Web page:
There was a Q and A after my Landmark West! lecture on New York’s Upper West Side. One person wanted to know what I thought about the exceptionally tall residential towers that are radically changing Midtown’s skyline. One57, Christian de Portzamparc’s skinny 75-story condominium, under construction on West 57th Street is an example. I’ve written about this new trend. The current phenomenon is a function of globalization and real estate, and has little to do with architecture. But, then, that was always the case with Manhattan. As late as the 1940s, the high-rise real estate development projects of numerous entrepreneurs produced a memorable skyline: animated, varied, and quite beautiful. But that skyline was a happy accident; there was no master plan, no rules, no grand design. This time around, I’m less sure of the outcome.
As this postcard shows, downtown Fargo, North Dakota in 1924 was a busy place. Broadway is not as crowded today, but it’s much more lively than when I was here last, more than 20 years ago. The North Dakota energy boom is taking place a two-and-a-half hour drive away, but in some ineffable way the prosperity has trickled down. I am told that real estate values are way up, and apartment builders can’t keep up with demand. The architecture school of North Dakota State University is celebrating its centennial and I am giving a keynote talk tonight at the Fargo Theater. In 1940, Duke Ellington’s orchestra played a gig in Fargo, and the resultant legendary recording is considered one of Duke’s best. I hope I can do even half as well.
A month ago the Wall Street Journal ran an article about the current building boom in Bogotá. It described a planned luxury residential building designed by Richard Meier. Why import an architect from thousands of miles away, who has never built anything in that city? “One aspect of new construction is important to local buyers: no red brick. Exposed brick is so prevalent in Bogotá that many apartment buildings look the same.” Well, Mr. Meier’s building, which is white steel and glass, will certainly not “look the same.” Indeed, to my eye, it will likely stick out like the proverbial sore thumb. No doubt, other “not-the-same” buildings will follow, and soon this brick city (look at those wonderful buildings on the right side of the image above), will look like everywhere else.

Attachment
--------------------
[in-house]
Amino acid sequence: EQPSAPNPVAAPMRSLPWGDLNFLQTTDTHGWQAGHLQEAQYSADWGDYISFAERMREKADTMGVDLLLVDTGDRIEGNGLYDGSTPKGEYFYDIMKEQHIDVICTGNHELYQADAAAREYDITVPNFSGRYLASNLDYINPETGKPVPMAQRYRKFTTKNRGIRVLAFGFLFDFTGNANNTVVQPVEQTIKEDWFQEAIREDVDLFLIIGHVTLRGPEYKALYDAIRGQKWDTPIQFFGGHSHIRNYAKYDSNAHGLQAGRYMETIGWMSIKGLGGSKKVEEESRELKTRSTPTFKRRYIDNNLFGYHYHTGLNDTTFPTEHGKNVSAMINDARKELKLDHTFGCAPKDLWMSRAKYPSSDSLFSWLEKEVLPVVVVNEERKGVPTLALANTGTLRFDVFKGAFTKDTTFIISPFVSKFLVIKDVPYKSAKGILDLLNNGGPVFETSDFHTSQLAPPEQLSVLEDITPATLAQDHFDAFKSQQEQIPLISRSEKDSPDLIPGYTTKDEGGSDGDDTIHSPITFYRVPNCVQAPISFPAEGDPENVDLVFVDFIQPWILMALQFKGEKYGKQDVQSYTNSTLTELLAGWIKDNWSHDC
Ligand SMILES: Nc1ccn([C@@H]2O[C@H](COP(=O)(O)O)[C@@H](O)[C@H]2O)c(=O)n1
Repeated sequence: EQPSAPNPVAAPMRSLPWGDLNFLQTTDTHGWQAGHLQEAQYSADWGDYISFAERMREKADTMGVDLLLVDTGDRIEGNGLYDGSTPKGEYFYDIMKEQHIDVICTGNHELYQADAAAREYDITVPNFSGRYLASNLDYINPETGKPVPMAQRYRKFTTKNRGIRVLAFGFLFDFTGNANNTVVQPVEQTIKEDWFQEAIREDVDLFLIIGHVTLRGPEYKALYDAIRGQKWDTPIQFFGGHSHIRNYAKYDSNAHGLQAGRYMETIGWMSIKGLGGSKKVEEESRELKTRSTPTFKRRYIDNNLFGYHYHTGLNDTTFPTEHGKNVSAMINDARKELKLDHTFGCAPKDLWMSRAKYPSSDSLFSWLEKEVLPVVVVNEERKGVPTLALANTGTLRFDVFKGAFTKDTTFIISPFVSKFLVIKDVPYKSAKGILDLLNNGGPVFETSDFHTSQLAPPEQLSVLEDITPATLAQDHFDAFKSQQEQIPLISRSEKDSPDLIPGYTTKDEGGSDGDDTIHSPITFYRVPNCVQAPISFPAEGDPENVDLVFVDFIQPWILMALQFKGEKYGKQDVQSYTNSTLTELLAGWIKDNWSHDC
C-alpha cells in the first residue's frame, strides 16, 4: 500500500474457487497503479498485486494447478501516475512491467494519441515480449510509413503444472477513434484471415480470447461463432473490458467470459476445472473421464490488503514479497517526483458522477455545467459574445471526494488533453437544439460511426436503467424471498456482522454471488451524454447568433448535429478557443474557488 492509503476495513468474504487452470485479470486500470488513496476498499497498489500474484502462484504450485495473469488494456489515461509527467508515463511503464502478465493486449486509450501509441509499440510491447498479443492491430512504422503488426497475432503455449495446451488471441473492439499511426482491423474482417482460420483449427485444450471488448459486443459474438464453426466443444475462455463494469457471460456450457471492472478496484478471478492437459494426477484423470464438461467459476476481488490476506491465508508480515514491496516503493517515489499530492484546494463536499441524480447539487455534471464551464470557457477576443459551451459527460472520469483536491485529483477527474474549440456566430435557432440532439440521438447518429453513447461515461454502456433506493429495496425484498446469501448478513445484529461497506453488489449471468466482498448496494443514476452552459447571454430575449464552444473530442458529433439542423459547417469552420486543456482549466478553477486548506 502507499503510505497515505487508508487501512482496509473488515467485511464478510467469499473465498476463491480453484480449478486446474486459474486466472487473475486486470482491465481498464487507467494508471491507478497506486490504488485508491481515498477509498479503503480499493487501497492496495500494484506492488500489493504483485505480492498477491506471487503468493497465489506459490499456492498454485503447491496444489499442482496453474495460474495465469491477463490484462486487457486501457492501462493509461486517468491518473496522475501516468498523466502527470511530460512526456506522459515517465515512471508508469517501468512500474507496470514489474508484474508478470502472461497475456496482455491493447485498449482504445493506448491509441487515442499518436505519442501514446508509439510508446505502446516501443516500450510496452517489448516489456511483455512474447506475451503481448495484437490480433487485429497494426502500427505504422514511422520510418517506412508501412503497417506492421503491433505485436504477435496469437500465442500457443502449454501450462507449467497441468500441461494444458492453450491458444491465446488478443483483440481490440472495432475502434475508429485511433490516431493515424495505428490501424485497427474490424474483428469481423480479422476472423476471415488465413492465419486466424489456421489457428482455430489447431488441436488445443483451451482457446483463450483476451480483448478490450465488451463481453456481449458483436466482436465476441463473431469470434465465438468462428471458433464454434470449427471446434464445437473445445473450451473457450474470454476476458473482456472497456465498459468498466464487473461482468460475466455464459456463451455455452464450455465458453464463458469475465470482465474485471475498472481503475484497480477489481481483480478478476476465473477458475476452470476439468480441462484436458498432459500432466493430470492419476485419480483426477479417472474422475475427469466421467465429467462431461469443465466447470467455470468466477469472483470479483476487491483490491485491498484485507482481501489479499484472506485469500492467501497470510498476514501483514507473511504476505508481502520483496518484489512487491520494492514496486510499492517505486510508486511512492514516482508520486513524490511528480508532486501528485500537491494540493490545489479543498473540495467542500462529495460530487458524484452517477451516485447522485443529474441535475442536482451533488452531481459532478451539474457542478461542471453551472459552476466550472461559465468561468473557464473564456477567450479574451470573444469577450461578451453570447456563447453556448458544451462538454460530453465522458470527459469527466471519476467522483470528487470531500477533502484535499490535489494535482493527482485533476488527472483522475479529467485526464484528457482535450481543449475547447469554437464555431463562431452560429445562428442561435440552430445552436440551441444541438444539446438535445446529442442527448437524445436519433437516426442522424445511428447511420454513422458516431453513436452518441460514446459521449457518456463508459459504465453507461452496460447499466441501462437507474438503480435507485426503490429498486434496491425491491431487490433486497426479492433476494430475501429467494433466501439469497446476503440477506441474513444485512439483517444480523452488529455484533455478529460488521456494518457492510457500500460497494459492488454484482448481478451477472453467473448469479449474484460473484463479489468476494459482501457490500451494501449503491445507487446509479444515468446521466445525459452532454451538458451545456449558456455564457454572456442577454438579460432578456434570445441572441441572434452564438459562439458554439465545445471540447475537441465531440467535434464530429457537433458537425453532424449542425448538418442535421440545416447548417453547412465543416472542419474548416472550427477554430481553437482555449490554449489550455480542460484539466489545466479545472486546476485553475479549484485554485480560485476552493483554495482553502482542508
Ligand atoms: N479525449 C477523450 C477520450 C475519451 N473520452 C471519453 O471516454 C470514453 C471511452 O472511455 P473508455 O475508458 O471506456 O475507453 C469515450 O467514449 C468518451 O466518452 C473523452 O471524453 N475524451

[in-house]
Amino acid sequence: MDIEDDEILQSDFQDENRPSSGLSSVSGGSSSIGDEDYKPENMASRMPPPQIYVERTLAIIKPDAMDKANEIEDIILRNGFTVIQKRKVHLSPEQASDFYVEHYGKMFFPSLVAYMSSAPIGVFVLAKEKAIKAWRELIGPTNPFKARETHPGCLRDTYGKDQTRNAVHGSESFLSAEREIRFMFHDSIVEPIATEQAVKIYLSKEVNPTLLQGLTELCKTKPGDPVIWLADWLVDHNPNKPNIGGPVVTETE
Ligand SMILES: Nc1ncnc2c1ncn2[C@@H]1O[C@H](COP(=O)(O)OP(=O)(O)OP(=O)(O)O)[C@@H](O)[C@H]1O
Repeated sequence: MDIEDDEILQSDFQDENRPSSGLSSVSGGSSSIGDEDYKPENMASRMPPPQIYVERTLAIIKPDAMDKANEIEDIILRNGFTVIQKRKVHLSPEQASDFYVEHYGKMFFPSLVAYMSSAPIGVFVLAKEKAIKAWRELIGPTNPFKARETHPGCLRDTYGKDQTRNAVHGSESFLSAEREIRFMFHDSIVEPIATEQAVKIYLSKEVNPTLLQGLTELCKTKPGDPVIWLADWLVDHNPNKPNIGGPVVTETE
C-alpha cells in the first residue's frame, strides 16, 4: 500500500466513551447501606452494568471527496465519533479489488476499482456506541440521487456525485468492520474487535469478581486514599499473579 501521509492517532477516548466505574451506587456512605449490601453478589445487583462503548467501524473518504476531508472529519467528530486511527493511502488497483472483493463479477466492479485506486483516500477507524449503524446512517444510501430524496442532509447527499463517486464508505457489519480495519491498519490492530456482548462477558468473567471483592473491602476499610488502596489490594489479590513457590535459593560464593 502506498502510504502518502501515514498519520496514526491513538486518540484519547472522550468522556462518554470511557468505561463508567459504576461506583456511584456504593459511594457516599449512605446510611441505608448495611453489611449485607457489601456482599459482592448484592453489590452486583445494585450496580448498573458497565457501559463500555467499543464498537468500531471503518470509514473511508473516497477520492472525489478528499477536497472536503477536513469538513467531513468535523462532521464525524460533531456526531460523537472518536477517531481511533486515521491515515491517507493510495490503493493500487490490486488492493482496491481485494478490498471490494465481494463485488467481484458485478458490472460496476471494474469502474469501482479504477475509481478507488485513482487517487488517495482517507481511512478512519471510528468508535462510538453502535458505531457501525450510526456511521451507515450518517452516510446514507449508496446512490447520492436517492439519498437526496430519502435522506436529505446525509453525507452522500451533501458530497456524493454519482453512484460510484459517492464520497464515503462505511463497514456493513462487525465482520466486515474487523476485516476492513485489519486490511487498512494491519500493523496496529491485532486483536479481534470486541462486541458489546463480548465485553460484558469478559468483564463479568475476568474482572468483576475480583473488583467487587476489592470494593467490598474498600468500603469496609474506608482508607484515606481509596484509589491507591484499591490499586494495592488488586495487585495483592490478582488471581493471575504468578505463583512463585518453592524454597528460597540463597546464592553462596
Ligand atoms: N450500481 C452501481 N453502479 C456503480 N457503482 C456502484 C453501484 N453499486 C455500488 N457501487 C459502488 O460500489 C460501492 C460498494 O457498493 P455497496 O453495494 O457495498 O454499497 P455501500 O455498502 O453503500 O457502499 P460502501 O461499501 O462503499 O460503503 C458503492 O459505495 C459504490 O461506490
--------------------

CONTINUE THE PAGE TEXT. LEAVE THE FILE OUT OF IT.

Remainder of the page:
Núria Ferragutcasas, who is the US correspondent for the Catalan newspaper ARA, interviewed me about the reconstruction of the World Trade Center site at Ground Zero. Her last question—“What is your opinion about the new site as whole? Do you like the Memorial? Is it appropriate?”—prompted me to reflect further on the subject, so here is an expanded version of my answer.
Cities have regularly suffered catastrophic events—plagues, floods, sieges, and fires—and have commemorated them in different ways. The Monument to the Great Fire of London, for example, was erected only a decade after the fire. Designed by Christopher Wren, it’s a tall Doric column, topped by a gilded urn of fire. The column is 202 feet high (it is located 202 feet from where the fire started), but it does not occupy a large space and it takes its place in the city, allowing urban life to go on around it unimpeded. A good memorial doesn’t hector, it reminds—gently.
Trafalgar Square occupies a much larger space than the Great Fire monument. It commemorates a naval victory and the man responsible, yet it does so without hindering other uses, for the square also functions as an urban meeting place. It is the site of public celebrations, sports and musical events, political demonstrations, and public meetings. A giant tree is put up for Christmas; people play street hockey on Canada Day. None of this bothers Lord Nelson high up on his column, I am sure.
Trafalgar Square is about 6 acres; the memorial and open space at Ground Zero cover about 8 acres. But the memorial components at Ground Zero are so large and so assertive—all that cascading water!—that they overwhelm and suffocate their surroundings, which are permeated with an air of sombre piety. “The place doesn’t do much to celebrate the city’s values of energy, diversity, tolerance openness and debate,” wrote Michael Kimmelman recently in the New York Times. What was advertised as a park coexists uncomfortably with the memorial. Already we see posted “rules of behavior,” enforced by a police presence. That is not the way a city should work.
The other day a visiting Polish architect asked me what I thought of the new urbanism movement. It is a good question. On the one hand, the continued expansion and growth of the Congress for a New Urbanism is impressive. I recall the first meeting, in Alexandria, Virginia, in 1993. Barely filled a small room. Today the annual conventions attract halls full of enthusiastic members. New urbanism was jump-started by Seaside, whose celebrity and undoubted success—financial as well as architectural—encouraged real estate developers, community and neighborhood groups, city planners and architects, to take a long hard look. Many liked what they saw. But while new urbanists have attempted to shed their small town/suburban/Truman Show image, they have had no similarly successful and exemplary big-city project. No High Line. No Disney Hall. No Fifteen Central Park West. What are the important ideas that have affected American cities in the last 20 years? The development of waterfronts. The renaissance in constructing urban parks. The move of genXers and retirees into downtowns. High-rise urban living and Vancouverism. The popularity of urban bicycling and bike-rental programs. Ditto for Zipcars. Urban farmers markets and community gardens. Urban charter schools. The dramatic expansion in attendance of urban cultural institutions, especially art museums. Urban tourism. Downtown trophy buildings. The emergence of influential big-city mayors. Have any of these been the result of the new urbanism movement?